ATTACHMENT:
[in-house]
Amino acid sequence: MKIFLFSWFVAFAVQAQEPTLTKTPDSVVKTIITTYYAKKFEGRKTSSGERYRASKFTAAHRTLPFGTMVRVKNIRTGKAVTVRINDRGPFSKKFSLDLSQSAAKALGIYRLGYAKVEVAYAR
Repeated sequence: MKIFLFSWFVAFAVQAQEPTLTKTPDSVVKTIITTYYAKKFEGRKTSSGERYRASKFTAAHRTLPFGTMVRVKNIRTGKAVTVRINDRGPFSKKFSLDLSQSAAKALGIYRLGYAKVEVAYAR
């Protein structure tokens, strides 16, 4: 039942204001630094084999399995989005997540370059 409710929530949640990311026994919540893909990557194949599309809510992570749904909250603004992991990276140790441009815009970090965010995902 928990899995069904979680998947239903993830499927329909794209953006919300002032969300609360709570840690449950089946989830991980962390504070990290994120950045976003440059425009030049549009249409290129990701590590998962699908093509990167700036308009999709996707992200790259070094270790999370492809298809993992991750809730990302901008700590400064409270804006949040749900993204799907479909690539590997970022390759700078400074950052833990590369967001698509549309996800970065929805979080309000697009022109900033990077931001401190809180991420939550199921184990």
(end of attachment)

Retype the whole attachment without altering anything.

[in-house]
Amino acid sequence: MKIFLFSWFVAFAVQAQEPTLTKTPDSVVKTIITTYYAKKFEGRKTSSGERYRASKFTAAHRTLPFGTMVRVKNIRTGKAVTVRINDRGPFSKKFSLDLSQSAAKALGIYRLGYAKVEVAYAR
Repeated sequence: MKIFLFSWFVAFAVQAQEPTLTKTPDSVVKTIITTYYAKKFEGRKTSSGERYRASKFTAAHRTLPFGTMVRVKNIRTGKAVTVRINDRGPFSKKFSLDLSQSAAKALGIYRLGYAKVEVAYAR
């Protein structure tokens, strides 16, 4: 039942204001630094084999399995989005997540370059 409710929530949640990311026994919540893909990557194949599309809510992570749904909250603004992991990276140790441009815009970090965010995902 928990899995069904979680998947239903993830499927329909794209953006919300002032969300609360709570840690449950089946989830991980962390504070990290994120950045976003440059425009030049549009249409290129990701590590998962699908093509990167700036308009999709996707992200790259070094270790999370492809298809993992991750809730990302901008700590400064409270804006949040749900993204799907479909690539590997970022390759700078400074950052833990590369967001698509549309996800970065929805979080309000697009022109900033990077931001401190809180991420939550199921184990």